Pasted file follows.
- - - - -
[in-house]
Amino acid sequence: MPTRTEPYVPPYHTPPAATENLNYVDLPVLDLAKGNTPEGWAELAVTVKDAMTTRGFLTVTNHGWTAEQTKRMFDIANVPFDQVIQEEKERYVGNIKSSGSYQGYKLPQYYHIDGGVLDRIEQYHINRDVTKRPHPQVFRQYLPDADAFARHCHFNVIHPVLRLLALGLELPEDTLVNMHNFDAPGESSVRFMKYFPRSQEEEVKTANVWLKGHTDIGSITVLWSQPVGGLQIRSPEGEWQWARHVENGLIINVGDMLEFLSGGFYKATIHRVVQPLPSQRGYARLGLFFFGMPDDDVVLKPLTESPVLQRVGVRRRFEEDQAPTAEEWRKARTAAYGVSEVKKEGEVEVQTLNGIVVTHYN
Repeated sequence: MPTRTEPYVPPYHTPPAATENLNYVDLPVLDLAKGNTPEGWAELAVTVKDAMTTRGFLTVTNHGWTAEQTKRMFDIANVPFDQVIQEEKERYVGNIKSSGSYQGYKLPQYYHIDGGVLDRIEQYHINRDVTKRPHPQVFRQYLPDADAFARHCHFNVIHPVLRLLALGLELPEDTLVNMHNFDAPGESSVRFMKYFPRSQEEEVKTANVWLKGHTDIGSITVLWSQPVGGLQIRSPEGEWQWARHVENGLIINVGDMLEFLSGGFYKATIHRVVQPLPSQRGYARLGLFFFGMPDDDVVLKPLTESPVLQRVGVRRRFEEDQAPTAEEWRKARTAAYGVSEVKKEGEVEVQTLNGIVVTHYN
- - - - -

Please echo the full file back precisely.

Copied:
[in-house]
Amino acid sequence: MPTRTEPYVPPYHTPPAATENLNYVDLPVLDLAKGNTPEGWAELAVTVKDAMTTRGFLTVTNHGWTAEQTKRMFDIANVPFDQVIQEEKERYVGNIKSSGSYQGYKLPQYYHIDGGVLDRIEQYHINRDVTKRPHPQVFRQYLPDADAFARHCHFNVIHPVLRLLALGLELPEDTLVNMHNFDAPGESSVRFMKYFPRSQEEEVKTANVWLKGHTDIGSITVLWSQPVGGLQIRSPEGEWQWARHVENGLIINVGDMLEFLSGGFYKATIHRVVQPLPSQRGYARLGLFFFGMPDDDVVLKPLTESPVLQRVGVRRRFEEDQAPTAEEWRKARTAAYGVSEVKKEGEVEVQTLNGIVVTHYN
Repeated sequence: MPTRTEPYVPPYHTPPAATENLNYVDLPVLDLAKGNTPEGWAELAVTVKDAMTTRGFLTVTNHGWTAEQTKRMFDIANVPFDQVIQEEKERYVGNIKSSGSYQGYKLPQYYHIDGGVLDRIEQYHINRDVTKRPHPQVFRQYLPDADAFARHCHFNVIHPVLRLLALGLELPEDTLVNMHNFDAPGESSVRFMKYFPRSQEEEVKTANVWLKGHTDIGSITVLWSQPVGGLQIRSPEGEWQWARHVENGLIINVGDMLEFLSGGFYKATIHRVVQPLPSQRGYARLGLFFFGMPDDDVVLKPLTESPVLQRVGVRRRFEEDQAPTAEEWRKARTAAYGVSEVKKEGEVEVQTLNGIVVTHYN